The concept of harnessing tidal energy is hitting the shores of Ireland with the launch of several wave power projects (see “Wave Power,” Currents, May/June 2008). The island nation, with its position in the rollicking North Atlantic, is ideally situated to take advantage of this energy source. Graham Brennan, program manager for renewable-energy research and development at Sustainable Energy Ireland, the government’s green-technology arm, thinks waves could potentially provide up to 70 percent of Ireland’s electrical power.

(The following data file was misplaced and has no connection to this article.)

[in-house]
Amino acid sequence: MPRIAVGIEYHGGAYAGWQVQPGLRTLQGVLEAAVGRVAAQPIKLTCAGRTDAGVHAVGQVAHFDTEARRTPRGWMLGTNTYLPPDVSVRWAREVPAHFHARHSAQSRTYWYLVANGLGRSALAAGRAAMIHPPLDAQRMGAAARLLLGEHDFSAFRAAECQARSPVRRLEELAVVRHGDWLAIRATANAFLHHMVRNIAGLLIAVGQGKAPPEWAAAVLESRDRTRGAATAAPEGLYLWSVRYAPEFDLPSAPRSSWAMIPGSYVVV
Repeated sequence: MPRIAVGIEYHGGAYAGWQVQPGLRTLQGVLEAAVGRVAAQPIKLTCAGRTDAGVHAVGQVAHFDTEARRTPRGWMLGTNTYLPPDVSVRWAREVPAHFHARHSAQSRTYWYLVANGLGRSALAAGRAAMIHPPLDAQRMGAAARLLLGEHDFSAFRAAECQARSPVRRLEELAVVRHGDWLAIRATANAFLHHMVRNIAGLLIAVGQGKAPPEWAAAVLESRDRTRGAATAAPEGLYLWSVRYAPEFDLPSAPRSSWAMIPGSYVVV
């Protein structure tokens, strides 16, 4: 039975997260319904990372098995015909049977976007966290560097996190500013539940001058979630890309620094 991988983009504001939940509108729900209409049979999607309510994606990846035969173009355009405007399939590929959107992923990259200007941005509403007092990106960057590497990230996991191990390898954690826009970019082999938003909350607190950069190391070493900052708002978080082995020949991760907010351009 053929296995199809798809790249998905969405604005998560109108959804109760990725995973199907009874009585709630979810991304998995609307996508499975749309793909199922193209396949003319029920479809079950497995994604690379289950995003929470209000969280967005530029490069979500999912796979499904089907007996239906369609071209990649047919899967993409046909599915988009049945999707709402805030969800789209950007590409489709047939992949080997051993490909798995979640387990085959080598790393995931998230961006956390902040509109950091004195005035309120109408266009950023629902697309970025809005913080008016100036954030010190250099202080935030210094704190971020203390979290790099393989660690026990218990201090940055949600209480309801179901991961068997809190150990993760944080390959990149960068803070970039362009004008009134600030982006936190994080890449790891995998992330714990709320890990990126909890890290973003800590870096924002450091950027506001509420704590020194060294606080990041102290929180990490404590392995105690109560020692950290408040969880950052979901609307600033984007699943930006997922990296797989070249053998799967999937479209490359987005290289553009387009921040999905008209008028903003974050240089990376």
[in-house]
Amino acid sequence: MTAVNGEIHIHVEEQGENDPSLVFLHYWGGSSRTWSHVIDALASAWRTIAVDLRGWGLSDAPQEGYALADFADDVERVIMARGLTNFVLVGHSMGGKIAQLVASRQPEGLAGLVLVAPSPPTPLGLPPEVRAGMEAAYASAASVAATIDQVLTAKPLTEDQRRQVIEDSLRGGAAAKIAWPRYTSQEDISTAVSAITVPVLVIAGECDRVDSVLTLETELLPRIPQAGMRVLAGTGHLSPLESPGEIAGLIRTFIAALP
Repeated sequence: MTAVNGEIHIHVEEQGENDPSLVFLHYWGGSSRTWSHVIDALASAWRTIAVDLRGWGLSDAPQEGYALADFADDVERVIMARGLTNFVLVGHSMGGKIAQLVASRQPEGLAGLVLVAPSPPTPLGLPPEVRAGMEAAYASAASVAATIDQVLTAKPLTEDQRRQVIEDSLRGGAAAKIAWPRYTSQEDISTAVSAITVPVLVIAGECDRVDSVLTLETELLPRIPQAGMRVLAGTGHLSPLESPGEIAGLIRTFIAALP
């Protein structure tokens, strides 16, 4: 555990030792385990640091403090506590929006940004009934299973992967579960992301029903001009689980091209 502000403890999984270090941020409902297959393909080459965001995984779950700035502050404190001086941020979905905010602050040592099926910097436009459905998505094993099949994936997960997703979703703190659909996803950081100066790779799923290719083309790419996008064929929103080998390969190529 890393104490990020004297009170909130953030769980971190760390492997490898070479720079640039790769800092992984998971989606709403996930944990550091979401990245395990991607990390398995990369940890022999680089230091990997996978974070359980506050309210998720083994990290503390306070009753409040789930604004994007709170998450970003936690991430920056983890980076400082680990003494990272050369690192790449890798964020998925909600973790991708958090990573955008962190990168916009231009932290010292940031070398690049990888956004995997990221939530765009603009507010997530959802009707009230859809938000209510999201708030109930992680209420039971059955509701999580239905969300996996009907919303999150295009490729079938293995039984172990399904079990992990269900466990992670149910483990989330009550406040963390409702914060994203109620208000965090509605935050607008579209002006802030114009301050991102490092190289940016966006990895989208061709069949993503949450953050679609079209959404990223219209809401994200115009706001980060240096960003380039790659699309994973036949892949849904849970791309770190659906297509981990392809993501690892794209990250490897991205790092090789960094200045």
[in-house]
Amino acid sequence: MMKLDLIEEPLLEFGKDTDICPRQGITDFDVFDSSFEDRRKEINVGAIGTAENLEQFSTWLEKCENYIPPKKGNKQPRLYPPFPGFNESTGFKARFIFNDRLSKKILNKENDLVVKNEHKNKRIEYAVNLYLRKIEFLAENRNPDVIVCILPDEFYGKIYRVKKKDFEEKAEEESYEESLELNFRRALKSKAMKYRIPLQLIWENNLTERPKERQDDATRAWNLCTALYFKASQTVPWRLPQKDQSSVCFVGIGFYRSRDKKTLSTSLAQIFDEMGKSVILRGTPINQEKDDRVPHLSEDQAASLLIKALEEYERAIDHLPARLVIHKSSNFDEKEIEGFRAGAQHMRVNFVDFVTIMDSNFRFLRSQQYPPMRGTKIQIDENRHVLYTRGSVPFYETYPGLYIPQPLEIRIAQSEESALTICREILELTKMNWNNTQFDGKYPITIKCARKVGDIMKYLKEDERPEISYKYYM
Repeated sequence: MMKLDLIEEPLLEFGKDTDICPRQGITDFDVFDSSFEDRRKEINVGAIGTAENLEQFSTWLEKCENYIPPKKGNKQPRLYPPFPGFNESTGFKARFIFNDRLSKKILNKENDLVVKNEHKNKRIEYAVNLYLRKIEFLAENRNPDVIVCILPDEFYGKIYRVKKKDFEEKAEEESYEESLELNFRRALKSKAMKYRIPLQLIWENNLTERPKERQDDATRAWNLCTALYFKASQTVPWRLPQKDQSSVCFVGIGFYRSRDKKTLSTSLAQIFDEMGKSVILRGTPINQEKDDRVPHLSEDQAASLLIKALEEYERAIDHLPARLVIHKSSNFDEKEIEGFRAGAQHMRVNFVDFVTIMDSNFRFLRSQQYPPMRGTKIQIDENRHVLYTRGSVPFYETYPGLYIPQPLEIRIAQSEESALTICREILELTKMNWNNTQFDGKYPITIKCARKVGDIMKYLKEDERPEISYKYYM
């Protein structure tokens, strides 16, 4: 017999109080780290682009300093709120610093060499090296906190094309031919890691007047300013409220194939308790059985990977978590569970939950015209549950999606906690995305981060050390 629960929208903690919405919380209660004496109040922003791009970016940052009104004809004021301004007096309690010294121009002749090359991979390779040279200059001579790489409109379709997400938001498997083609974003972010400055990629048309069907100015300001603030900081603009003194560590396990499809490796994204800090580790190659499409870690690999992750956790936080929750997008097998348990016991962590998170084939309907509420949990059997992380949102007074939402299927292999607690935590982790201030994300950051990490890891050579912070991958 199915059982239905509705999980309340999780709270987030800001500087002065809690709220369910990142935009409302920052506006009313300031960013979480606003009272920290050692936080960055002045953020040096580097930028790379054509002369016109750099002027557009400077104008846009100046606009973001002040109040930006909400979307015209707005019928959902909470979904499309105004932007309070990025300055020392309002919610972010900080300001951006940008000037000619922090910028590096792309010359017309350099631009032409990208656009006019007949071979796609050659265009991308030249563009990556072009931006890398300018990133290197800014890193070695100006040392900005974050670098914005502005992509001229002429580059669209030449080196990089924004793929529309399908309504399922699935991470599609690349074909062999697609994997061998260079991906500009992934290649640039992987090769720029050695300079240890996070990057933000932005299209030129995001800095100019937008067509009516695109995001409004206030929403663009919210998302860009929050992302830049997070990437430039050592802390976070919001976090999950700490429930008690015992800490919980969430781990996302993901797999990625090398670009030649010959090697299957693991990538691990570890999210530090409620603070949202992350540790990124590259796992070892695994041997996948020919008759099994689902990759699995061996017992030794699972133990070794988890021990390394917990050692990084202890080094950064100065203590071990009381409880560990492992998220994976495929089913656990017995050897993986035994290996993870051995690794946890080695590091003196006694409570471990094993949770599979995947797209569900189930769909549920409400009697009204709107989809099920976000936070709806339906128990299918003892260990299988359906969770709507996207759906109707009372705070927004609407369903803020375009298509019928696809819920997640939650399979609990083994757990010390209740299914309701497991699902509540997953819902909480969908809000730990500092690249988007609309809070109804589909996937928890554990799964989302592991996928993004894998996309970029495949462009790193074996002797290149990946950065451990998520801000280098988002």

An article for CNETNews.com recently profiled several companies—Wavebob, Ocean Energy and Open Hydro—that have developed wave turbine prototypes currently being tested in Ireland and off the coast of Scotland. “There are higher average wind speeds in the band of the Earth that we live in,” says Brennan. “The fetch [the distance that wind travels without obstruction] across the Atlantic is one of the longest in the world, and that wind energy in turn propels waves. The average wave energy is 70 kilowatts per wave meter. There is nothing else like it.”